I wondered — literally, for the first time — if there wasn’t something a little more sinister behind my family’s insistence on not being bored.

I was scheduled to fly to Boston, where my brother and sister-in-law live, from which I’d drive up to Epsom, New Hampshire. The day before my flight is when I realized it: Oh, crap. My body, my boredom, my therapist, my enlightenment: they all had something else in mind for this alone time. I was going to have to, I was just now realizing, deal with my shit. Humongous, cascading avalanches of shit. At this point, I was becoming less enthused about the boredom. I wondered — literally, for the first time — if there wasn’t something a little more sinister behind my family’s insistence on not being bored. Were our efforts simply to avoid any unpleasant emotions that might arise, should we give them a moment of quiet in which to speak up? I realized I’d be going into the deep quiet, the utter silence, the total loneliness. The boredom monster was coming for me.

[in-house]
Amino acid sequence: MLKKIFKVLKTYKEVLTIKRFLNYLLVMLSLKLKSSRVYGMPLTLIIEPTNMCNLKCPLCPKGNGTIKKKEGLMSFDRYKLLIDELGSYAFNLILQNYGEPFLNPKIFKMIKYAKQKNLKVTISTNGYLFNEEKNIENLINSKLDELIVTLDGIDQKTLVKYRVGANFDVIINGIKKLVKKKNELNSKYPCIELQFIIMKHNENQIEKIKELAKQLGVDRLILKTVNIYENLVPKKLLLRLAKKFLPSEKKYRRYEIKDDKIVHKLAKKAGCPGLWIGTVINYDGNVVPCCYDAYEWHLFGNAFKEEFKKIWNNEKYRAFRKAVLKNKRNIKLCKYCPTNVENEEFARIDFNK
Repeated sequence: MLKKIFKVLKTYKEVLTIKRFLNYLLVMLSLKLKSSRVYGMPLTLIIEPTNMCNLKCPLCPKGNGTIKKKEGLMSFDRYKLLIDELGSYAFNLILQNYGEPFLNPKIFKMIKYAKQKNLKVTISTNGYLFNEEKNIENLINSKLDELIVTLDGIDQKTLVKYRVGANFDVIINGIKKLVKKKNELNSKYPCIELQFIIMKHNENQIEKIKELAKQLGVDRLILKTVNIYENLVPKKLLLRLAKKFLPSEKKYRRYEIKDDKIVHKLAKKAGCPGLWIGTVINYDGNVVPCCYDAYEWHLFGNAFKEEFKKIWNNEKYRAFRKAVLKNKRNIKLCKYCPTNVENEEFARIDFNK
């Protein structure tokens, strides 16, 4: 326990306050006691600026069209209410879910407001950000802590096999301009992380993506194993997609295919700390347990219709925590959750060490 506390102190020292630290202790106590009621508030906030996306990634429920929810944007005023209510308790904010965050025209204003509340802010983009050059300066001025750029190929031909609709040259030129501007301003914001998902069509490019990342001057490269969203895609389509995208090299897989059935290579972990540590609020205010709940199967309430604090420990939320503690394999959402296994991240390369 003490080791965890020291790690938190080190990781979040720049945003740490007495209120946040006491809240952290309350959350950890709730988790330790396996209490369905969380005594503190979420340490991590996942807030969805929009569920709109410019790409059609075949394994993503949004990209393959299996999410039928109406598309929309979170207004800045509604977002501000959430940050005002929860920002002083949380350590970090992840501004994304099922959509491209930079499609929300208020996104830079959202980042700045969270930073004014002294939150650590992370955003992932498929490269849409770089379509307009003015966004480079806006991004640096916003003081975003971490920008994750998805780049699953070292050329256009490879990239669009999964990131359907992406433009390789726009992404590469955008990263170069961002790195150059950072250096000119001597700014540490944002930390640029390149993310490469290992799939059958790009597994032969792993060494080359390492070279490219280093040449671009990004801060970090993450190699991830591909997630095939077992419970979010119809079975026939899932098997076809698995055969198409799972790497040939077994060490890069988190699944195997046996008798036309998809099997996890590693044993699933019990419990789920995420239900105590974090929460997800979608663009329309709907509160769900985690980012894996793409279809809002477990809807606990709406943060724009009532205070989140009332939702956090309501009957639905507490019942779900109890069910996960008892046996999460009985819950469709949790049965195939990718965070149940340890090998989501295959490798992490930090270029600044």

Epsom is two hours, thereabouts, from Boston, and about 25 minutes east of Concord, the New Hampshire state capital. I drove to the cabin site, on land that felt like a former campground, little plots sequestered away on which they’d parked their tiny cabins, and dropped off my things. I was, it seemed, the only human who’d chosen to get away that day. This did not breed total confidence, as I was hoping at least to endure my own psychic boredom-torture with the comfort that other humans were out here, somewhere in these woods, with me.